Knowing that the U.S. military will be roundly criticized for any hint of Koran desecration, the detainees play games with their holy books. A common practice, Zak says, is for the detainees to put their Korans in the middle of the floor of their cells, create a fuss, and then watch as the military guards try to avoid making any contact with Allah's word.
Zak also recounts one story in which a detainee claimed that a military guard had urinated on his Koran. When Zak inspected the detainee's copy, he noticed a perfect semi-circle imprinted on its pages. Zak quickly deduced that the detainee had pressed his bottle of Gatorade against his Koran's pages to make it look as if it had been defiled. (Yes, the detainees get sports drinks.)
Another myth is that detainees who are on hunger strike are brutally force-fed. During a visit to the hospital, we're shown small pullout tables with a few nose tubes, several cans of Ensure, and other dietary supplements. The way the feeding works is for a long tube to be put through the detainee's nose down to his stomach. The dietary supplement is then poured through the tube. The detainees get to pick the flavor of the supplement that they ingest because even though they aren't swallowing the supplement they do get an after-taste. Butter pecan is their usual preference.
The detainees' lawyers describe the act of "force-feeding" as barbaric and tantamount to torture. Looking at the nose tubes, which are only slightly thicker than the average strand of spaghetti, it is clear that the "force-feeding is torture" tale, like so many others about Gitmo, is sheer nonsense. Admiral Copeman volunteered to be "force-fed" and calls it a "nonevent." Copeman's predecessor did it for an entire week and had no problem maintaining his weight or regular exercise schedule. According to the medical personnel, some of the hunger strikers (not all) use their visits to the hospital area to eat full meals. It is a matter of pride for them to pretend that they remain committed to the cause in front of other detainees. Once they are out of sight, however, they scarf down real food.
Copeman has only been on the job for six months, so I ask him what his biggest adjustment has been. He says that he is not used to having a court give him an order. Copeman is referring, at least in part, to the habeas corpus decisions coming out of the U.S. District Court for the District of Columbia. As a result of the Supreme Court's Boumediene decision, the detainees have the right to challenge their detention in America's courts. If the executive branch does not challenge the courts' rulings, federal judges effectively decide whether or not the military can continue to hold detainees.
On one of the days I was at Gitmo, a Kuwaiti named Fouad al-Rabiah was sent back to his home country. D.C. District Court Judge Colleen Kollar-Kotelly had ordered that the United States release Rabiah. In her ruling, Kollar-Kotelly demonstrated disturbing ignorance about al Qaeda. She concluded, for example, that Rabiah had established his bona fides as a legitimate charity worker prior to his two suspicious trips to Afghanistan in 2001. Therefore, there was no reason to suspect that Rabiah had traveled to al Qaeda and Taliban country for nefarious reasons. In reality, the "charities" that Rabiah worked for are all known fronts for al Qaeda and have never pursued legitimate humanitarian objectives. This was just one of the many flaws in Kollar-Kotelly's ruling. Regardless, the military complied with her decision.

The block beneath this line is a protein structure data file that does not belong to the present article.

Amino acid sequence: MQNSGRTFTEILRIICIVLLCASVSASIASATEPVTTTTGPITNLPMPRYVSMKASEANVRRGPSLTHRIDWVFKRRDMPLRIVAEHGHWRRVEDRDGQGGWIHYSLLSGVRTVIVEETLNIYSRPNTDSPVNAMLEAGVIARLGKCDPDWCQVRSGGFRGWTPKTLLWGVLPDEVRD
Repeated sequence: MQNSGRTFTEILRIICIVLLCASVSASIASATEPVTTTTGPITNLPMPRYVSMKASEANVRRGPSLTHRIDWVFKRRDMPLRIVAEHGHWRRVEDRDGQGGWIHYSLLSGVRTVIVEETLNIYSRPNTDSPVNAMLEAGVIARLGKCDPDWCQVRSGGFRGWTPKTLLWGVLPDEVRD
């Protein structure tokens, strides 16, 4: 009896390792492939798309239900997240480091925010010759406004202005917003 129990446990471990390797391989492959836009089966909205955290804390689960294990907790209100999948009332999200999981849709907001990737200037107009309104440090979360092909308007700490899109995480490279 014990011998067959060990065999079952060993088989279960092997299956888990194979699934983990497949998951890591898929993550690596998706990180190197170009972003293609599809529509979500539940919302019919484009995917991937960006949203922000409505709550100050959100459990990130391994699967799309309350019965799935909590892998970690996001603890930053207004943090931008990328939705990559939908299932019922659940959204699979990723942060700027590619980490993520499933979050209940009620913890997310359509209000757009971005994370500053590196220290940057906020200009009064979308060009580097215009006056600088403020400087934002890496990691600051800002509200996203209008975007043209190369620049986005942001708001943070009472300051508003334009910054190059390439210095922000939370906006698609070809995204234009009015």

Unless Congress is able to overrule the Obama administration, in all likelihood, the Guantánamo detention facilities will be shuttered at some point in 2010. The Obama administration has spent too much political capital in pursuit of this cause to abandon it now. The president and his team are likely convinced that it is the right thing to do. But in justifying his decision to close Gitmo, President Obama has implicitly sided with those who have condemned the actions of our service men and women in Guantánamo.
When the president signed the executive order to close Gitmo in January 2009, he said that the message he was sending to the world "is that the United States intends to prosecute the ongoing struggle against violence and terrorism . . . in a manner that is consistent with our values and our ideals." His implication was that the many critics of Gitmo had a point: America deserved blame.
The U.S. military may have made mistakes at Gitmo, but it did so in the context of an extremely difficult situation. And it has taken extraordinary steps to rectify them and improve facilities that, as we should never forget, house men who are committed to an extreme ideology that justifies acts of mass terror.
As we leave the part of Guantánamo Bay that houses Camps 4, 5, and 6, we are driven through the security checkpoint one last time. I see a sign displaying the "value of the week." These signs are sprinkled around the exterior of the detention facilities and are a transparent attempt to boost troop morale, which senior camp officials say has sagged in the face of the relentless criticism.
The value this week is "Pride." The troopers who have served here should be proud. And I know that we should be proud of them. They have served their country honorably.
Thomas Joscelyn is a senior fellow at the Foundation for Defense of Democracies.